Tuesday, August 19, 2008

Why some of us stick to print: the feel and smell

"I think part of the reason we are saddened by the end of the physical newspaper has to do with the senses. There's the sound of pages turning, the feel of the paper, the smell of the ink," Jan Worth-Nelson, a lecturer in writing at the University of Michigan-Flint, writes for The Christian Science Monitor.

I think the newspaper will survive in printed form, but Worth-Nelson makes a valid argument, and with recollections from the days of hot type in Keokuk, Iowa, that parallel my own in Kentucky, so here are some more:

"In the pressroom, language was machinery with exciting physicality. Words were three-dimensional and muscular. To me, the typesetters were heroes – men who loved the shape of words, the literal style of a line, the fonts, the spaces, the ens and ems. The newspaper of the pressroom was visceral, noisy, oily, and thrilling. I remember seeing typesetters pick up the first paper off the press, snap it open, still warm, and read it like a lover. You've never seen a reader as avid as a hot-type pressman. Sometimes they'd tell a reporter they liked some story or other. Getting praise from a typesetter was among the highest compliments." (Read more)

I was a pest to typesetter Phillip Allen, who ran the Linotype at the Clinton County News in Albany, Ky., because I wanted him to do box scores for the all-star games of the local Little League and Babe Ruth League, for which I was official scorer and correspondent. Why he gave in to a 12-year-old, I don't know. The smell and feel I remember most is taking the slug of hot type from Phillip, running an ink roller over it, laying down a strip of paper and using a heavy roller to pull a galley proof. There's nothing like helping produce your own story with ink, metal and paper, and that experience is part of the reason I will buy printed newspapers as long as they're produced – which I expect to be for the rest of my life. I'm 54.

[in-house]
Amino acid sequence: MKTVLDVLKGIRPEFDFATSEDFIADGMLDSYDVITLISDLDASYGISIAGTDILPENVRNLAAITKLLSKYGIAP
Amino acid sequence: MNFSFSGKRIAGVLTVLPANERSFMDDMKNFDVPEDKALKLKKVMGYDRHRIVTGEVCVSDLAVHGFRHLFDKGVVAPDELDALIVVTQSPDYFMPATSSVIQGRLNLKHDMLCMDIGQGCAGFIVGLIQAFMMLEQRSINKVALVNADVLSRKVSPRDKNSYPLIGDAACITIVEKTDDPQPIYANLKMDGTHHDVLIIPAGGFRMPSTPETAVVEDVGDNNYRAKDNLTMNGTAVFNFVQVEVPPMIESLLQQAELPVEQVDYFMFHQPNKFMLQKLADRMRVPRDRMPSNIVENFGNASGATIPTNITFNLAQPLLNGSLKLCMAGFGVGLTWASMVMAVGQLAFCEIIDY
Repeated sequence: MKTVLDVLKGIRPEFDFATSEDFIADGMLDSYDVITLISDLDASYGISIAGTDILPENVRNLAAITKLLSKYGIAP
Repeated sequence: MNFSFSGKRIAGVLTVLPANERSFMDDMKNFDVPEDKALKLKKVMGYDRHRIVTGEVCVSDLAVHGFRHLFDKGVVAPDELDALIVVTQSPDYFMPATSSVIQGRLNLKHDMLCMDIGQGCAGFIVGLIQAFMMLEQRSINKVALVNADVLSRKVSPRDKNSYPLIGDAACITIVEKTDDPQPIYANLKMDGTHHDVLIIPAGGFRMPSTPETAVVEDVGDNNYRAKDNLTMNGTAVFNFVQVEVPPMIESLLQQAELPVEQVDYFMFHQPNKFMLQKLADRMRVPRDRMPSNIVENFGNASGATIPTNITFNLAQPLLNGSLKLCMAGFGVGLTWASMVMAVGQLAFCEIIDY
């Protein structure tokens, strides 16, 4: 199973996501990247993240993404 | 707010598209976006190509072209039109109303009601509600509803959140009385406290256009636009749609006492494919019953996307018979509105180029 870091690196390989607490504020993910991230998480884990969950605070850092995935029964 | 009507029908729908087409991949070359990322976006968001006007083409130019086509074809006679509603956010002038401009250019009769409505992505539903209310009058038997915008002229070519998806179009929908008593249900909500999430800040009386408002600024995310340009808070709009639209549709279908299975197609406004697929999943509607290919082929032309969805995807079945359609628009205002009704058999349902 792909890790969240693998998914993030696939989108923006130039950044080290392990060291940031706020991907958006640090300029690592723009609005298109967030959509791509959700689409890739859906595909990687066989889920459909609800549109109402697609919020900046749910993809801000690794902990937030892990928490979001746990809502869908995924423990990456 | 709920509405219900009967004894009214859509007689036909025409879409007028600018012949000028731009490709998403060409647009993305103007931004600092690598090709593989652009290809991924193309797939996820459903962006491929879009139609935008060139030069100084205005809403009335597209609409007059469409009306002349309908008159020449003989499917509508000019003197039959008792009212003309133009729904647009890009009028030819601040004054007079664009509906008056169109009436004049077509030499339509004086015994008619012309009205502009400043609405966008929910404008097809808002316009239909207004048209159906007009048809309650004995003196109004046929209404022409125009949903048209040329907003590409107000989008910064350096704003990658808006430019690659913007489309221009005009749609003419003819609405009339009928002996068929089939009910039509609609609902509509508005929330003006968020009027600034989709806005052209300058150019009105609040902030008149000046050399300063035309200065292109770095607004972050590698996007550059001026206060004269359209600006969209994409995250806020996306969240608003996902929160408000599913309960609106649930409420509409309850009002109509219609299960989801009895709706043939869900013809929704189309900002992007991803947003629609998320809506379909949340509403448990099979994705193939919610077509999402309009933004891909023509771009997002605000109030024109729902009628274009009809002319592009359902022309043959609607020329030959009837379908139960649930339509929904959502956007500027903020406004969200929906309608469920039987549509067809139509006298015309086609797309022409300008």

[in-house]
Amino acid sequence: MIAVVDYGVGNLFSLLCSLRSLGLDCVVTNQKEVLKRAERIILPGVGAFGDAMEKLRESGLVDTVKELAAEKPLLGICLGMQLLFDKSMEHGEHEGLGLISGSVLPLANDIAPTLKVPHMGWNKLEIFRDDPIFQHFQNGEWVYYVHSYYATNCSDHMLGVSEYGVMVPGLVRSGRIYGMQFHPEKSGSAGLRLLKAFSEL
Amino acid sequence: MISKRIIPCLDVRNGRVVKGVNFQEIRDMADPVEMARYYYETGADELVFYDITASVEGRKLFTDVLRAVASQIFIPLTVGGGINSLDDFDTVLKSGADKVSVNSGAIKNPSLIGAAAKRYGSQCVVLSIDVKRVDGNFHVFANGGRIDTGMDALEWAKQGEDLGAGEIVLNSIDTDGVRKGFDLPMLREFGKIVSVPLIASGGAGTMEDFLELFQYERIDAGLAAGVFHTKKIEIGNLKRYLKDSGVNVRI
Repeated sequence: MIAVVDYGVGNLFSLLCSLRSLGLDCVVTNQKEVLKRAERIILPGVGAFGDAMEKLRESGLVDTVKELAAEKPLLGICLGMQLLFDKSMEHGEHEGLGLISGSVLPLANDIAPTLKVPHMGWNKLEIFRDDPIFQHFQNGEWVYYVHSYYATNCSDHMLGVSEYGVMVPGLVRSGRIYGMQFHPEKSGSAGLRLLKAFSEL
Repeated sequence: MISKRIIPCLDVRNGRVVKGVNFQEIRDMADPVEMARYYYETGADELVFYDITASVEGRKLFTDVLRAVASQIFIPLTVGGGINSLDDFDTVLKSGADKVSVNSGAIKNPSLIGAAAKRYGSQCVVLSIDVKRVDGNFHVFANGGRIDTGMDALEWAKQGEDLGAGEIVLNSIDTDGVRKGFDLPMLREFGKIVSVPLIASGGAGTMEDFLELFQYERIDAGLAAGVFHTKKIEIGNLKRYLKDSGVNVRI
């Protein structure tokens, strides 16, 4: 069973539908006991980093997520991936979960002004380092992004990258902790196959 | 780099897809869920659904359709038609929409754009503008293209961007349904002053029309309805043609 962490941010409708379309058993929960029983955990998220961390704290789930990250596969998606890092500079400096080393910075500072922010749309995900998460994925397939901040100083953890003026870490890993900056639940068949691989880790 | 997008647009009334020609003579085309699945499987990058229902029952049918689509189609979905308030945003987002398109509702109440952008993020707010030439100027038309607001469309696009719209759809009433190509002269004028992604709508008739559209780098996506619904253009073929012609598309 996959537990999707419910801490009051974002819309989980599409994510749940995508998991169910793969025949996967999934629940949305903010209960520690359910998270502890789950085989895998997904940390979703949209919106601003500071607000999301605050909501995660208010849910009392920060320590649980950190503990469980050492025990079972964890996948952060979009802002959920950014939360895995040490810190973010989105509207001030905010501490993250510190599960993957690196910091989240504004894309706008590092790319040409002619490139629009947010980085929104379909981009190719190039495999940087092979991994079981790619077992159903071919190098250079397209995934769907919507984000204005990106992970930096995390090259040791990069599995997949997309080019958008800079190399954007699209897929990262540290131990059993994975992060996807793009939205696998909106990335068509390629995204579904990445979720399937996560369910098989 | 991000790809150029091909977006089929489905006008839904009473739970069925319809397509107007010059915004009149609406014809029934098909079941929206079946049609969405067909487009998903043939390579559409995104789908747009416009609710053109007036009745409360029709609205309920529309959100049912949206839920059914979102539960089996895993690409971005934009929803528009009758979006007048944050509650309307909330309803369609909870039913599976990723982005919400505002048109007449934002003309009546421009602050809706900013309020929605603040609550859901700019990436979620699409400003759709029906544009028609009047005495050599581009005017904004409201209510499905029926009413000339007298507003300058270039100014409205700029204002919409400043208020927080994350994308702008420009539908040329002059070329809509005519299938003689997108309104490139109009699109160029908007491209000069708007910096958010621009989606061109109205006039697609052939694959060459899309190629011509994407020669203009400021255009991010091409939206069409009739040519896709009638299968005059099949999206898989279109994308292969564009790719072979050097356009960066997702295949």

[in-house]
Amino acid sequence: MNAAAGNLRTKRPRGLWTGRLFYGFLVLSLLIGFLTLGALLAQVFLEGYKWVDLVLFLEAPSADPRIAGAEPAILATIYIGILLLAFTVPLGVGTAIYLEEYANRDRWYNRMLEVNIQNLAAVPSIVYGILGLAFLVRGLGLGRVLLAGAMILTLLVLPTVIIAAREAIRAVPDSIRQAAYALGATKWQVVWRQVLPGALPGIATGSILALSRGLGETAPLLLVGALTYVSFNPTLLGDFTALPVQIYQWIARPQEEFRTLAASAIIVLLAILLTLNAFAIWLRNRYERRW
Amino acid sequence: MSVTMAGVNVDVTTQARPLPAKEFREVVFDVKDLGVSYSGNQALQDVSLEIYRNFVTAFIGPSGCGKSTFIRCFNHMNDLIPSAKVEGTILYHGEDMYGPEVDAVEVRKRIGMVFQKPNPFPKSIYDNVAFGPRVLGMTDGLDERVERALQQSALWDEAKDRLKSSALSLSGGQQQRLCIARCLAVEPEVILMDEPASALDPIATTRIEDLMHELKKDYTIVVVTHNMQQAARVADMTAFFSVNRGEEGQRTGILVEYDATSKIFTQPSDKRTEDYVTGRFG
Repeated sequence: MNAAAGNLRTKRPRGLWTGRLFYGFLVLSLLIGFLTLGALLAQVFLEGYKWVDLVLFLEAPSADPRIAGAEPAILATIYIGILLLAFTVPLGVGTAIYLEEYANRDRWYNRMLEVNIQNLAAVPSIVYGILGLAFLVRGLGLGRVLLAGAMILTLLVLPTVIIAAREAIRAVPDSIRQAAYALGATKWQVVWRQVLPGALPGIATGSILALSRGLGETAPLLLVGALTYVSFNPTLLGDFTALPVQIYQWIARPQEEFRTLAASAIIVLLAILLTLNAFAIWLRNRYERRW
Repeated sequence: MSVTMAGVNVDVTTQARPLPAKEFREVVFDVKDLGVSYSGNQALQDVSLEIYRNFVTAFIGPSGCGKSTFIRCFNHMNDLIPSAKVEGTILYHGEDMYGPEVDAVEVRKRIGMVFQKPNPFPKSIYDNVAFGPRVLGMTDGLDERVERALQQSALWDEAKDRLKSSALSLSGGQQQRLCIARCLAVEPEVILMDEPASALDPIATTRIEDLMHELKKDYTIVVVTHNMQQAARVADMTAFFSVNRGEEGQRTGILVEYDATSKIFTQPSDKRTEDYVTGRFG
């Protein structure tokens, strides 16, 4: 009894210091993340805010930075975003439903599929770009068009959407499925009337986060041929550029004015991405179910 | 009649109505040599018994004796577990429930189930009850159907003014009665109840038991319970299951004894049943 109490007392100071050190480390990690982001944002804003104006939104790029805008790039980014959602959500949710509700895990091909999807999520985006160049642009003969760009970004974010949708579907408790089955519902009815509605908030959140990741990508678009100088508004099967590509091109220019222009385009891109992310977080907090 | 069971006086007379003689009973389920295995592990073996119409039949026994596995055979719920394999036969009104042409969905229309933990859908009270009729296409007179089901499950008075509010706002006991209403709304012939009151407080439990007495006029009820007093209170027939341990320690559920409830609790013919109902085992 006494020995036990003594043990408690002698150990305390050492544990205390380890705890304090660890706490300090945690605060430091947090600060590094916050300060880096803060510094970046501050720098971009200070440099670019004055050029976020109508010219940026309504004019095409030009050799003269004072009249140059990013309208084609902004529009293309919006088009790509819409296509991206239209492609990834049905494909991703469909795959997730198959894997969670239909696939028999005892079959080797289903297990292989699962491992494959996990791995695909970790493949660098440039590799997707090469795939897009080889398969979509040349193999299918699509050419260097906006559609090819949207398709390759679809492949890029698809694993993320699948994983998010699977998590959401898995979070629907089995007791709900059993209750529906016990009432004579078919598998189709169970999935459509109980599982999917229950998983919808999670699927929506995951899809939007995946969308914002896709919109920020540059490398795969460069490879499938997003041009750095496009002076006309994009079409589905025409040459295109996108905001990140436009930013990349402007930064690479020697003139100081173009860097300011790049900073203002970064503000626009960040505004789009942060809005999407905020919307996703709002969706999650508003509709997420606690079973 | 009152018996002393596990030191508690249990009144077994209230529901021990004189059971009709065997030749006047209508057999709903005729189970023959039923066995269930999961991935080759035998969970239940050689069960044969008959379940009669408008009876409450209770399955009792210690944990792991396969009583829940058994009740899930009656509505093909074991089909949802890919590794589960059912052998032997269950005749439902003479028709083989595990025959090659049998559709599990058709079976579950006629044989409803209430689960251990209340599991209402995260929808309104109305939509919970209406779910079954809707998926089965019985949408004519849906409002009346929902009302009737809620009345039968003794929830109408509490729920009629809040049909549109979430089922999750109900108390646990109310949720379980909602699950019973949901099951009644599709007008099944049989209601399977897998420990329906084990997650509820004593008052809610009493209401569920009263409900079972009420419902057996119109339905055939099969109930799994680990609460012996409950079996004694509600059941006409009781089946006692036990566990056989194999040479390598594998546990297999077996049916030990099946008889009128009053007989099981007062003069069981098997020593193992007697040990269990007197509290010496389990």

Jan Worth-Nelson said...

I love that description. Yes, there was something so satisfying about the ink and the literal "press" of the process, wasn't there? Thanks for excerpting from my essay. The paper I worked at in Iowa was the Daily Gate City in Keokuk. Fascinating place. It holds a very special spot in my memory. I was there in the summer of 1970.

Tom Bethell said...

Al, thanks for bringing us that lovely piece by Jan Worth-Nelson. It brings back memories of working at The Mountain Eagle in Whitesburg in the '60s, when Tom Gish still ran his own Harris press in the same space where we produced copy and laid out the pages. No, it wasn't a linotype + letterpress operation, but in operation it smelled wonderful and made a hell of a ruckus, especially on the memorable night when, at about 3 a.m., the press suddenly hurled a large bolt across the room. Tom threw the panic switch and then spent about an hour crawling under and into the press, trying to figure out where the bolt had come from. Gave up, finally, and started her up again, expecting a cataclysm at any minute and keeping an anxious hand on the switch. The press ran just fine, however, and yet another issue of the Eagle hit the streets at dawn. Those were, as they say, the days, and anyone lucky enough to have experienced them should be feeling a sense of privilege along with the inevitable grief for the loss of something irreplaceable. (And yes, mea culpa, I'm writing this on a lovely but eerily silent Mac, with a 1946 Royal portable ready for back-up action on a moment's notice.)